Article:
The Three-Body Problem (novel)

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The Three-Body Problem
Threebody.jpg
AuthorLiu Cixin
Original title三体
TranslatorKen Liu
CountryChina
LanguageChinese
SeriesRemembrance of Earth's Past
GenreScience fiction, Alien invasion
PublisherChongqing Press
Publication date
2008
Published in English
2014 by
Head of Zeus Limited
Pages302
AwardsHugo Award for Best Novel (2015)
Kurd-Laßwitz-Preis for Best Foreign Work (2017)
ISBN978-7-5366-9293-0
Followed byThe Dark Forest 
The Three-Body Problem
Simplified Chinese三体
Traditional Chinese三體

The Three-Body Problem (Chinese: 三体; lit. 'Three-Body'; pinyin: sān tǐ) is a science fiction novel written by the Chinese writer Liu Cixin. The title refers to the three-body problem in orbital mechanics. It is the first novel of the Remembrance of Earth's Past (Chinese: 地球往事) trilogy, but the whole series is normally referred to as The Three-Body Problem.[1] The trilogy's second and third novels are The Dark Forest and Death's End respectively.

The first volume of The Three-Body Problem was first serialized in Science Fiction World between May and December 2006.[2] It was published as a standalone book in 2008, becoming one of the most successful Chinese science fiction novels of the last two decades.[3] The novel received the Chinese Science Fiction Yinhe ("Galaxy") Award in 2006[4] along with many more over the years. By 2015, a Chinese film adaptation of the same name was in production.

The English translation by Ken Liu was published by Tor Books in 2014.[5] Thereafter, it became the first Asian novel ever to win a Hugo Award for Best Novel,[6][7] and was nominated for the Nebula Award for Best Novel.[8]

The series portrays a future where, in the first book, Earth is awaiting an invasion from the closest star system, which, in this universe, consists of three solar-type stars orbiting each other in an unstable three-body system. Within the system, its single Earth-like planet is being unhappily passed among them and suffers from extremes of heat and cold, as well as the repeated destruction of its intelligent civilizations.

Background[edit]

Liu's first published short story, "Whalesong", was published in Science Fiction World in June 1999.[9] When the short story "Mountain" appeared in January 2006, many readers wrote that they hoped that he would write a novel. Therefore, he decided to concentrate on novel-length texts rather than on short stories.[citation needed] When he was not busy, he wrote three to five thousand words a day, and each of his books took about one year to complete.[10] The first "Three-body" was first serialized in Science Fiction World , with published texts from May to December 2006. It received good responses from readers, leading to the publication of a book version.[citation needed]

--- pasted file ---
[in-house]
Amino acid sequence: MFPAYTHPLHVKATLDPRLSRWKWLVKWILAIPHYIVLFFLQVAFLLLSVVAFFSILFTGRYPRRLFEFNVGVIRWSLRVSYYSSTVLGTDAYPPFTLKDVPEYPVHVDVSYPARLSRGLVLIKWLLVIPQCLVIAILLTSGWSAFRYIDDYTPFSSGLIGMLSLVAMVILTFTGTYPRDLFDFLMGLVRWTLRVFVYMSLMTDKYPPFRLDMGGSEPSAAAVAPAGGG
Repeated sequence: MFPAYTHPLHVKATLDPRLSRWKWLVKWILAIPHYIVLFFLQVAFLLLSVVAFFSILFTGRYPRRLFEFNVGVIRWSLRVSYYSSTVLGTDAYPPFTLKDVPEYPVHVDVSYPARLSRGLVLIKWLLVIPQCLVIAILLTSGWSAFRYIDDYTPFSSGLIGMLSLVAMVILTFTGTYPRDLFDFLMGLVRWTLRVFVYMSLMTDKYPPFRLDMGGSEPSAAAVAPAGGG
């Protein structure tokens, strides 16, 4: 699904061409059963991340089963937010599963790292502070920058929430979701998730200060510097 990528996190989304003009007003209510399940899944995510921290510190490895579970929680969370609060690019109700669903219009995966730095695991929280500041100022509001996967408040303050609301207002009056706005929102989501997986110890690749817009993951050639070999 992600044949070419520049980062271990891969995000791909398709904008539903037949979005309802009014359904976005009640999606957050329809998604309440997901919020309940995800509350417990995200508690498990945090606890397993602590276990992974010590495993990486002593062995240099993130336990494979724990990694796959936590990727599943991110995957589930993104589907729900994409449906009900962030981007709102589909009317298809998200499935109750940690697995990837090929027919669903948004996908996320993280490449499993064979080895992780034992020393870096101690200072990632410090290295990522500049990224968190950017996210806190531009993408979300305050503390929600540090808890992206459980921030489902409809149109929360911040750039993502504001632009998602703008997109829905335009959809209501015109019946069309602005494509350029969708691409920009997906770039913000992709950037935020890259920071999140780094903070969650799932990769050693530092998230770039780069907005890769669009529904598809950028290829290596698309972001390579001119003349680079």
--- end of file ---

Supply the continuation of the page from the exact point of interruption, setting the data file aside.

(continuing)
English translation[edit]

In 2012, Chinese-American science-fiction author Ken Liu and translator Joel Martinsen were commissioned by the China Educational Publications Import and Export Corporation (CEPIEC) to produce an English translation of The Three-Body Problem, with Liu translating the first and last volumes, and Martinsen translating the second volume.[11] In 2013, it was announced that the series would be published by Tor in the United States,[12] and by Head of Zeus in the United Kingdom.[13]

Liu and Martinsen's translation of the novels contains footnotes explaining references to Chinese history that may be unfamiliar to international audiences. There are also some changes in the order of the chapters for the first volume. In the translated version chapters which take place during the Cultural Revolution appear at the beginning of the novel, rather than in middle, as they were serialized in 2006 and also as they appeared in the standalone version of novel published in 2008. According to the author, these chapters had originally been intended as the opening, but were moved by his publishers to avoid attracting the attention of government censors.[11]

Plot[edit]

The story takes place in flash-forwards, flashbacks, and the present time. Below is a chronological plotline.

During the Cultural Revolution, Ye Wenjie, an astrophysics graduate from Tsinghua University, witnesses her father get beaten to death during a struggle session by Red Guards from Tsinghua High School, who were supported by Ye's mother and younger sister. Ye is officially branded a traitor and is forced to join a labor brigade in Inner Mongolia, where she befriends a government journalist who enlists Ye's help in transcribing a letter to the government. The letter details policy suggestions based on the book Silent Spring, which Ye read. However, the journalist betrays Ye, who is sentenced to prison after the letter is viewed as seditious by the government. In prison, Ye is recruited by Yang Weining and Lei Zhicheng, two military physicists working under Red Coast, a secret Chinese initiative to use high-powered radio waves to damage spy satellites.

After working with them for some time, she learns that the stated purpose is a front for Red Coast's true intention: the search for extraterrestrial life. Ye discovers the possibility of amplifying outgoing radio waves by using microwave cavities within the sun and sends an interstellar message. Eight years later, now in a loveless marriage with Yang, Ye receives a message from a concerned alien pacifist from the planet Trisolaris, warning her not to respond or else the inhabitants of Trisolaris will find and invade Earth. The alien describes Trisolaris's environmental conditions and societal history. Disillusioned by the political chaos and having come to despise humankind, Ye responds anyway, inviting them to come to Earth to settle its problems. She murders Yang and Lei to keep the alien message secret.